In the 1840 Census, Ransom is living in Bedford Co. and his household is tallied anonymously as:

  •  1 man, aged 30-39 (prob Ransom himself)
  • 1 woman, aged 20-29 (prob. Candis)
  • 1 girl, aged 10-14 (unknown)
  • 2 boys 10-14 (Lewis? and Ransom Ruffin?)
  • 3 girls aged 5-9 (prob. Letha Margaret, Sarah, plus an unknown)
  • 2 girls under 5 (both unknown)
  • 1 boy under 5 (prob George Washington)

Relationships are not shown, and may include wards and boarders. Rachel (19) is married about this time to Dudley S. Wiggins and they (and Ransom Ruffin) move to Jackson County, Tenn. However, none of them are found in the 1840 Census, so they were likely ‘on the road.’

Ransom Sr. remains another seven years in Tennessee, during which time four more children are born: Susan D. White (1841), Elizabeth Clendennan White (1844), John White (1846) and Nancy Candis White (1847).

3 Apr 1846. Ransom and Candis sell 225 acres on the headwaters of a western branch of Big Flat Creek to Jerome Albright, minus 'the widow's dower.' This seems to have been their inheritance from Jacob and they are unloading it preparatory to their move to Texas.

Caney Creek west of Bonham TX

On 4 Mar 1847, Ransom acquires 320 acres from Sidney Barnrett [patent #118] along Caney Creek in Fannin Co., in the Red River valley of Texas, NE of the future townsite of Savoy. Across the Red River lies Choctaw Nation.  

The US had annexed Texas two years before, and a war with Mexico is currently underway. (It will end next year.) So, the Whites are among the earliest settlers to come in after annexation. Ransom will farm in Fannin Co. for the rest of his life.

Bonham, at the time of the Whites arrival, was only ten years old.

 Caney Creek rises a half mile north of present-day Whitewright in west central Fannin Co. and runs northeast for 22½ miles to its mouth on the Red River, within a mile of the city limits of present-day Savoy. The stream traverses flat to rolling terrain surfaced by clays and sandy loams that support oak, juniper, mesquite, and grasses. For most of the county's history the Caney Creek area will be used as crop and range land.

The climate features hot, humid summers and mild to cool winters; and the river edges sport deadly quicksands. Although the Commanches had been driven west by then, the area is frequented by outlaw gangs and by Indian raiding parties from the Nations. For security, groups of farmers band together into “companies.” When plowing, planting, cultivating, and harvesting, the company picks a couple of their members to stand concealed as sentries and the remainder stack their rifles within easy reach and work the land together; then they move on to the next farm in the company and do the same. At harvest, the yield is shared equally by all.

Bonham ca 1850
To ward against outlaws, the county is divided into eight “beats” with able bodied men of each beat assigned to patrol duties. The Whites are in Beat 2. Acting under the direction of the Sheriff's office these patrols are responsible for enforcing the law in their particular area. 

Among the colorful frontier characters living in Fannin Co. is Big Horn Smith, a long hunter and “wild man of the woods.” Smith is very tall, dresses always in buckskin, and carries a very large powder horn. He quarreled with Capt. Nall of the local militia, and one day, south of Bonham, kills rhe popular beat captain in a fight. When Big Horn is caught, a lynch mob busts him out of the room where he was being kept, drags him to a tree, and hangs him.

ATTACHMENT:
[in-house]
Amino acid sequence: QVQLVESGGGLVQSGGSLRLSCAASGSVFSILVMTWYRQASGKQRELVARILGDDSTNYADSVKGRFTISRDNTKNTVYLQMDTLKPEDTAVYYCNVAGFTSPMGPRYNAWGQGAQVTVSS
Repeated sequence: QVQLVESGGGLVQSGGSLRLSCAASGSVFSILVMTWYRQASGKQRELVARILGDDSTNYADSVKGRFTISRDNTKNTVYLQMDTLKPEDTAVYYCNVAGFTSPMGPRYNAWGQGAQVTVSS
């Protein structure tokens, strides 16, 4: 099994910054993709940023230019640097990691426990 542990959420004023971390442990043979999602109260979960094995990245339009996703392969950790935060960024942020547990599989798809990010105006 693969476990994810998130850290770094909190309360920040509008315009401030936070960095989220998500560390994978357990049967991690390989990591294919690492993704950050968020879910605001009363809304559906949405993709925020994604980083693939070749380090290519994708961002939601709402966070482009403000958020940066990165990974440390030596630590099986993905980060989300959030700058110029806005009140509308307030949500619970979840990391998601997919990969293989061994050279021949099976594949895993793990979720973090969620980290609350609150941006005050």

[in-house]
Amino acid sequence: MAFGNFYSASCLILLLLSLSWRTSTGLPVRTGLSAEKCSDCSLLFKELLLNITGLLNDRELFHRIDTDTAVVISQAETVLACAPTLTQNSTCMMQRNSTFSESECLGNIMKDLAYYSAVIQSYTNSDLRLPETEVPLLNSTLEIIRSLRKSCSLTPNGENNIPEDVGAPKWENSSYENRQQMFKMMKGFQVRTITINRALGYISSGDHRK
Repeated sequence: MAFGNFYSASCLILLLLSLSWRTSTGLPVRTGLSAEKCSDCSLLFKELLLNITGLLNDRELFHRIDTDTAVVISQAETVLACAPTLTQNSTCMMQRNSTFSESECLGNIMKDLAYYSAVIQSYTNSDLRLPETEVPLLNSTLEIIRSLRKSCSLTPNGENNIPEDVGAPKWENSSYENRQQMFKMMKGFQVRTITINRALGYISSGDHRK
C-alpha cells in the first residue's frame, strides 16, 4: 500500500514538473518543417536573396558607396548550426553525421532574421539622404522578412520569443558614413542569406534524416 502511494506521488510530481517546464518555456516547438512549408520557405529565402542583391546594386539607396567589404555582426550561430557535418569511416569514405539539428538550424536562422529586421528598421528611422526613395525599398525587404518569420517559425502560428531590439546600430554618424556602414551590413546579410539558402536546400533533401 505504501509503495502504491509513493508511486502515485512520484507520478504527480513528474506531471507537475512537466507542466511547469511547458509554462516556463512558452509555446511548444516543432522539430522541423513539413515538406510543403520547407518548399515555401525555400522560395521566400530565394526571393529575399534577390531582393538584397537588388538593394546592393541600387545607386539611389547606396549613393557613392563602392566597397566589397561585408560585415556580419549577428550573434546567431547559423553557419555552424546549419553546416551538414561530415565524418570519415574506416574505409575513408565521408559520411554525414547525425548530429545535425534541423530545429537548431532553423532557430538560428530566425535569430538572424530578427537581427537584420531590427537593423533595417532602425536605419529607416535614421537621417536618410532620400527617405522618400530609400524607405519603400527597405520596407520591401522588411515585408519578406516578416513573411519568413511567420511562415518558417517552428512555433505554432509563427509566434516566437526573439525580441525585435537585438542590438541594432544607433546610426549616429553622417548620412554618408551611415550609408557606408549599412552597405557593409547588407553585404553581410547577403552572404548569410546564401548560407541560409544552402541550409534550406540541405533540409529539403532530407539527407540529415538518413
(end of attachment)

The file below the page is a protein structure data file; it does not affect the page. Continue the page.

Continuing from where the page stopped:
This is not yet the Wild West of legend, but the Wild West before that, that of the cap-and-ball revolvers that had replaced the earlier flintlocks.

Ransom’s daughter Elia P. White is born in 1848

The 1850 Census for Fannin Co. lists all household members by name (or in this case, their initials). Their full names can be found by comparing them to the 1860 Census: R[ansom] (45), C[andis] (37), M[argaret] (17), Sarah (16), Geo[rge] (11), [Susan} D (9), Nancy (7), E[liza] (6), Jno (4), E[lia P] (2)

Another daughter Emily C. White is born in 1851

In 1853, Infamous gunslinger John Wesley Hardin is born in the Bonham PO.

1858-1861. Another staple of the Old West, the Butterfield Overland stagecoach crossed the Red River out of Indian Territory and stopped at a station [stage] in Sherman, TX, about 16 miles west of White's farm before continuing on to Los Angeles and San Francisco. The process of establishing the line was fictionalized in the movie Conagher.

By 1860, the area on Caney Creek called Coontown, after the Coonrod brothers, possesses a school, a blacksmith shop, a Methodist church, and other conveniences for the farmers there,

By the 1860 Census, Sarah is gone, probably married, and John, who would have been 14, has vanished. (He may have died.) Ransom (53) and Candis (48) are living with the remaining five daughters [Susan D, Nancy, Elizabeth, Elia, and Emily] plus their son, George (21), who is working the farm.

A separate Slave Schedule this year lists three slaves belonging to Ransom: a man (24), a woman (19), and a boy (1), which sounds like a family. Presumably, the male helped George on the farm and the female helped Candis in the house. Ransom was not listed on the 1850 slave schedule nor in the Fannin Co. slave transactions, so we don’t know where, how. or why he obtained this family,. 

The Crisis. Meanwhile, things are heating up. The Establishment is growing agitated over the thought that the new Republican Party might win the presidency, and many are determined that if they did, Lincoln would be “not my president.” There is dark talk of secession. But a lot of people think it will never happen, and if it does, there will not be a fight over it. But it did, and there was.